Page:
With father’s day sneaking up around the corner, and my dad’s birthday being June 20, this memory creeps into my mind around this time every year. Recalling it, I find myself respecting my dad more as the years go on. It wasn’t about what I did at the plate that day, if I made a play on the field, or if we won or lost the game; it was about doing the right thing, and that was the bottom line. As I am still growing as a person, I feel myself learning more and more that it’s the tough lessons taught in the moments of extreme disappointment are the ones that stick with you most.

I could share my happy memories with my dad and I golfing and sharing in the joy of a fantastic shot. Or his timeless hours donated to my never-quite motivated youth baseball self. Or his fantastically lovable awkward moments of whenever we say goodbye to one another, we never know if we are going to pound it or go handshake. Seriously, there’s a late hand adjustment every time.

The job of a parent is impossible. I don’t know if it can be truly comprehended by anyone who hasn’t gone through it. I like to think I have a sense of the dedication it takes, but then a family moment happens and my equilibrium on my understanding is thrown off once again. The one thing I do know is that what I am most scared of whenever/if I ever become a dad, are moments like the one I described above.

How do you approach such a disrespectful gesture by your son or daughter? How do you go about trying to teach a lesson while also wanting to wring their naïve little mind into a thousand pieces? How do you maintain the patience to accept that your son or daughter will eventually learn the lesson you are trying to teach them?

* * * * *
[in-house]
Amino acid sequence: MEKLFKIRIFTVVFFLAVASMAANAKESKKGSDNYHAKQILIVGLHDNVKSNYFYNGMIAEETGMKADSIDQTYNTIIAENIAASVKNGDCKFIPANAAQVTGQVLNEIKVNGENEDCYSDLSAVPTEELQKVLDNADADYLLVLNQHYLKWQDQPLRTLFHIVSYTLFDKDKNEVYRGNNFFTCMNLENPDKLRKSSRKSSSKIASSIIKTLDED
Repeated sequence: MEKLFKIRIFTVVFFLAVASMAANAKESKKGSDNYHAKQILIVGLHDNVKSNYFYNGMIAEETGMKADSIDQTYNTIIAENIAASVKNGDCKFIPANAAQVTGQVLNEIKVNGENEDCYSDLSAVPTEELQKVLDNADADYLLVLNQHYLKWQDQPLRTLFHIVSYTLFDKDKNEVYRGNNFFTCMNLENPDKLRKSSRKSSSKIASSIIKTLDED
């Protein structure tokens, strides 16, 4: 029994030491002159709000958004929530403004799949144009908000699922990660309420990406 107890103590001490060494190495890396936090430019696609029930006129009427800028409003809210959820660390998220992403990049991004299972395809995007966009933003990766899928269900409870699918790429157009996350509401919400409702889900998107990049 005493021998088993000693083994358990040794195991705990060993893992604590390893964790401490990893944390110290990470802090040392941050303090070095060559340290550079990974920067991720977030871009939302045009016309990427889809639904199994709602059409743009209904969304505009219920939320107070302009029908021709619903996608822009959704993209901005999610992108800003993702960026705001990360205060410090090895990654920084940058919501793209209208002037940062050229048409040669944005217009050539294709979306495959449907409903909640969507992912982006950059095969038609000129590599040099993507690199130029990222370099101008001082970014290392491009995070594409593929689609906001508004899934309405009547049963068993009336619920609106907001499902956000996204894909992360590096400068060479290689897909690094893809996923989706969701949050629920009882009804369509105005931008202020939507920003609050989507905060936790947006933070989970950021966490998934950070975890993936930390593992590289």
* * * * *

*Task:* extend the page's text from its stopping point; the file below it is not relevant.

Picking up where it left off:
I am still trying to adhere to the lesson my dad began teaching me that day in Newtown, CT. My love for winning and competition has not died down; however, I like to think my ability to accept defeat has become adequate and admirable. You will see disappointment on my face. I think that’s just reflexive at this point. But I’ll look you in the eye and give you a job well done.

So to my dad, and all dads out there. I think I can speak for many when I say Thank You for teaching me and us the tough lessons that I didn’t and still don’t want to hear. It’s really crazy how the traumatic moments in both childhood and adulthood are easier to remember, but I think it’s because it’s such events that shape our mindset at their lowest points.

When we are riding high and on top of our world, it’s hard to want to make adjustments.

But then there are moments when we are grounded in transaction-filled nature of reality. We see ourselves as the bottom rung, the buried layer, in life’s totem pole. It’s during those moments when we think we are in never-ending quicksand that we crawl out with the lessons bestowed upon us. We learn things that stick with us forever moments we were least willing to listen.

Thank you Dad. Never stop teaching me lessons.